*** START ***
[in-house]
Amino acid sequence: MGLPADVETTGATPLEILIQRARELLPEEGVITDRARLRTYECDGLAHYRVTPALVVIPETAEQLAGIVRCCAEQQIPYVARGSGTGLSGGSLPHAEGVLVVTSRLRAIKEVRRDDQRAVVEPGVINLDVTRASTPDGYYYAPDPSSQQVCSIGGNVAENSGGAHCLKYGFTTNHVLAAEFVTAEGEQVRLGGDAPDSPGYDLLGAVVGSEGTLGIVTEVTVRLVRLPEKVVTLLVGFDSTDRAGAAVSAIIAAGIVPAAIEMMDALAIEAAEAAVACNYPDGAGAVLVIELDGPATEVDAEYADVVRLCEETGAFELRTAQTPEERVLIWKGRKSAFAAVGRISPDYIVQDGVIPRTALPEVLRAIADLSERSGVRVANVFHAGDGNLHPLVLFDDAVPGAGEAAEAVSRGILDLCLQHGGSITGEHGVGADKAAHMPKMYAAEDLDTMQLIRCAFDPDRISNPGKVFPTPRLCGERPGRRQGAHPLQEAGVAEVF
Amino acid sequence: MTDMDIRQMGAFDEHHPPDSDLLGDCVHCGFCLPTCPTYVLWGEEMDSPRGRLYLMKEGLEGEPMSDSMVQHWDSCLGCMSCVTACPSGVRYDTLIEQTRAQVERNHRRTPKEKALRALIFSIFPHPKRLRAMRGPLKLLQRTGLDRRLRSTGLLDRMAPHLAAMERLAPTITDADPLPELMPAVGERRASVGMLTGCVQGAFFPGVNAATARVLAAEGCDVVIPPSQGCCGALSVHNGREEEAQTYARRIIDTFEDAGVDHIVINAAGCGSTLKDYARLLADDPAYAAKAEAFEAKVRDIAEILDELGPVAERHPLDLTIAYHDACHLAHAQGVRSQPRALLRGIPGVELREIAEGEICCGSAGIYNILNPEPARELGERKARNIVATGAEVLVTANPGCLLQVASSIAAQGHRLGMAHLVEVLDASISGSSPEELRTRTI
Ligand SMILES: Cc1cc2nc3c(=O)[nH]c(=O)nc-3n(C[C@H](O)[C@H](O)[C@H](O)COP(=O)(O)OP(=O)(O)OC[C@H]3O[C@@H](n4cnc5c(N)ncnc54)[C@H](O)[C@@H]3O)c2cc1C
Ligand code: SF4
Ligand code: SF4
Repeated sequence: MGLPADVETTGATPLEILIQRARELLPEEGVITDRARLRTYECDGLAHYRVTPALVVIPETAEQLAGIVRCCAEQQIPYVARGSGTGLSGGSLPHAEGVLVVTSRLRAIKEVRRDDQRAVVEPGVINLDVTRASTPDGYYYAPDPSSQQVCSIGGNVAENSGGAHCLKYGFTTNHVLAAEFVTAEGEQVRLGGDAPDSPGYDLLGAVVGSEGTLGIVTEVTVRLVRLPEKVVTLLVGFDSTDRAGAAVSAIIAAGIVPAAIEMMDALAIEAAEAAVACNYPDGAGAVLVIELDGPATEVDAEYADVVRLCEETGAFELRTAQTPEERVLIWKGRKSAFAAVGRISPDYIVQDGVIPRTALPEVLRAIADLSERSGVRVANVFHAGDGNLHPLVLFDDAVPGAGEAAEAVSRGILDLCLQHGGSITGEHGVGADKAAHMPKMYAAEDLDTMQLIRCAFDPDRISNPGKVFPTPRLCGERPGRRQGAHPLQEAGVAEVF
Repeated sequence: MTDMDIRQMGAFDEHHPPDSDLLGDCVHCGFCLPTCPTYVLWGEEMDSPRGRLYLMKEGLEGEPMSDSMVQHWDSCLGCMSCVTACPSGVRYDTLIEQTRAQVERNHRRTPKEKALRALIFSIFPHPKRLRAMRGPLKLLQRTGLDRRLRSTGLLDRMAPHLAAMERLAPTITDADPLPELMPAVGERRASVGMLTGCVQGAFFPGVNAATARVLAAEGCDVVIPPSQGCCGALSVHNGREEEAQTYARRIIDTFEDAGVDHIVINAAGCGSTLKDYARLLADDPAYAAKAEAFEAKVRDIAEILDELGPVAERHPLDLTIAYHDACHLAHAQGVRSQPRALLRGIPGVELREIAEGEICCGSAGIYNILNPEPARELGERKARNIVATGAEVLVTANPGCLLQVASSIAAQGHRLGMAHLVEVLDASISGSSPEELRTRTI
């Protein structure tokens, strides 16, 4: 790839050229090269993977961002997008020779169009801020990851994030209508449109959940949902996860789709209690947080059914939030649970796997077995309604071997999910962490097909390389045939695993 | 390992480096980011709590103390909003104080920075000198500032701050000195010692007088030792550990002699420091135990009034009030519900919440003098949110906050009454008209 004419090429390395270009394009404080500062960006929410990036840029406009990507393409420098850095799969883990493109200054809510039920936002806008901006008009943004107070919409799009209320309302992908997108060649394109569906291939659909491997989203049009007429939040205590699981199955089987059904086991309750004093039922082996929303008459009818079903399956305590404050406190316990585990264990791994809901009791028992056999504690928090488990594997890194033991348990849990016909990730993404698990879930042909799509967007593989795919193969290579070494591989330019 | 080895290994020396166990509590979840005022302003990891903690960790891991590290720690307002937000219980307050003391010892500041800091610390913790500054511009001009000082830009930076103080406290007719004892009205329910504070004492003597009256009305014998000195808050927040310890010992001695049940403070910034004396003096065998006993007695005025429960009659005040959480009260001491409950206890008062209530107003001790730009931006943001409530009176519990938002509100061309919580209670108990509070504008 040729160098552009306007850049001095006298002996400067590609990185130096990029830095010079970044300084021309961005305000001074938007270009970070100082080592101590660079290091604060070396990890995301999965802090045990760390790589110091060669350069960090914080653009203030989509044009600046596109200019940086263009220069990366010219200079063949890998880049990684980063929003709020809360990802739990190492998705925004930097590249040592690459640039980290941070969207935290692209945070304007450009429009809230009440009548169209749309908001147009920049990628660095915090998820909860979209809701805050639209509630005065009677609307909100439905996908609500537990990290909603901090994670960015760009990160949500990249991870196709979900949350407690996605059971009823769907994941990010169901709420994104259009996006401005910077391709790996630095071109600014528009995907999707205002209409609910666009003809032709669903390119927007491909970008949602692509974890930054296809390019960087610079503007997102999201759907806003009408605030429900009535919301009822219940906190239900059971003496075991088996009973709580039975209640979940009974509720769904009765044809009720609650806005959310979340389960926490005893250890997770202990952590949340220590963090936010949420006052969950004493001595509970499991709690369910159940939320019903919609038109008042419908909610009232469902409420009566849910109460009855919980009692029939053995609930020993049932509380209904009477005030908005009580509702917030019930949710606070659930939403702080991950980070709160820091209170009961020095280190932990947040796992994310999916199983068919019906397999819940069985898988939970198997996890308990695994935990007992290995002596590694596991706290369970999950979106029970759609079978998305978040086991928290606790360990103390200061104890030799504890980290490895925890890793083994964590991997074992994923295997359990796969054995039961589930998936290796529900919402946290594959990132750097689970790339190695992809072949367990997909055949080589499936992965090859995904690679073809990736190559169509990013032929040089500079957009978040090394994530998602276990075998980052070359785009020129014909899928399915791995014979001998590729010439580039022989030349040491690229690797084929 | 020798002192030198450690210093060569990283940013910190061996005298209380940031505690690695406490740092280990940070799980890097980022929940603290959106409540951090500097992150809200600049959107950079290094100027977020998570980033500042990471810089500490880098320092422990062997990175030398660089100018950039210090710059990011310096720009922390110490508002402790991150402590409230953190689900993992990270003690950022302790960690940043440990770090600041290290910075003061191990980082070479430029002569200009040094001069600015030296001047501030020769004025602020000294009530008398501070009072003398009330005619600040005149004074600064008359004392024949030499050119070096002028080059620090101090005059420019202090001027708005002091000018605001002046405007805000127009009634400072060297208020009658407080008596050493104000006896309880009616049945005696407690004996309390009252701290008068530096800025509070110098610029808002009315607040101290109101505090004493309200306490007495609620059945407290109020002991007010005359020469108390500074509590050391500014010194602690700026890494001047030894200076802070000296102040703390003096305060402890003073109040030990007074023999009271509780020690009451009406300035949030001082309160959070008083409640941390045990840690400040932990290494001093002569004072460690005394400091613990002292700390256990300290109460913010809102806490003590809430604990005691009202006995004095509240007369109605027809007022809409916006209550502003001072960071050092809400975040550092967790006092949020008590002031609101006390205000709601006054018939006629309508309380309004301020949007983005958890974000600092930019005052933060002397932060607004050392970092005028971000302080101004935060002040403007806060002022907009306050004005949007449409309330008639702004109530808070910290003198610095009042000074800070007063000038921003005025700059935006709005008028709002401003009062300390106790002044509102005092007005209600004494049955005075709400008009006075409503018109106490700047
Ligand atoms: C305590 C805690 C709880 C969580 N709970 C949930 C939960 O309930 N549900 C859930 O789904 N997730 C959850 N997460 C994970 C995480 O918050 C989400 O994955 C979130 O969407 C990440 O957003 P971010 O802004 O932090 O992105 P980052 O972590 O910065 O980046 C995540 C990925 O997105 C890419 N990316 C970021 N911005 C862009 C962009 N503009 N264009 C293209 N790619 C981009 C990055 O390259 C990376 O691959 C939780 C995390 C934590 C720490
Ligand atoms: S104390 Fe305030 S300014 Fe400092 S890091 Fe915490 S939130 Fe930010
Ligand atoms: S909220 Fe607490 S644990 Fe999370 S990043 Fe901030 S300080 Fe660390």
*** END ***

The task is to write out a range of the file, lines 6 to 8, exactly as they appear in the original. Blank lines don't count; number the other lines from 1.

Ligand code: SF4
Repeated sequence: MGLPADVETTGATPLEILIQRARELLPEEGVITDRARLRTYECDGLAHYRVTPALVVIPETAEQLAGIVRCCAEQQIPYVARGSGTGLSGGSLPHAEGVLVVTSRLRAIKEVRRDDQRAVVEPGVINLDVTRASTPDGYYYAPDPSSQQVCSIGGNVAENSGGAHCLKYGFTTNHVLAAEFVTAEGEQVRLGGDAPDSPGYDLLGAVVGSEGTLGIVTEVTVRLVRLPEKVVTLLVGFDSTDRAGAAVSAIIAAGIVPAAIEMMDALAIEAAEAAVACNYPDGAGAVLVIELDGPATEVDAEYADVVRLCEETGAFELRTAQTPEERVLIWKGRKSAFAAVGRISPDYIVQDGVIPRTALPEVLRAIADLSERSGVRVANVFHAGDGNLHPLVLFDDAVPGAGEAAEAVSRGILDLCLQHGGSITGEHGVGADKAAHMPKMYAAEDLDTMQLIRCAFDPDRISNPGKVFPTPRLCGERPGRRQGAHPLQEAGVAEVF
Repeated sequence: MTDMDIRQMGAFDEHHPPDSDLLGDCVHCGFCLPTCPTYVLWGEEMDSPRGRLYLMKEGLEGEPMSDSMVQHWDSCLGCMSCVTACPSGVRYDTLIEQTRAQVERNHRRTPKEKALRALIFSIFPHPKRLRAMRGPLKLLQRTGLDRRLRSTGLLDRMAPHLAAMERLAPTITDADPLPELMPAVGERRASVGMLTGCVQGAFFPGVNAATARVLAAEGCDVVIPPSQGCCGALSVHNGREEEAQTYARRIIDTFEDAGVDHIVINAAGCGSTLKDYARLLADDPAYAAKAEAFEAKVRDIAEILDELGPVAERHPLDLTIAYHDACHLAHAQGVRSQPRALLRGIPGVELREIAEGEICCGSAGIYNILNPEPARELGERKARNIVATGAEVLVTANPGCLLQVASSIAAQGHRLGMAHLVEVLDASISGSSPEELRTRTI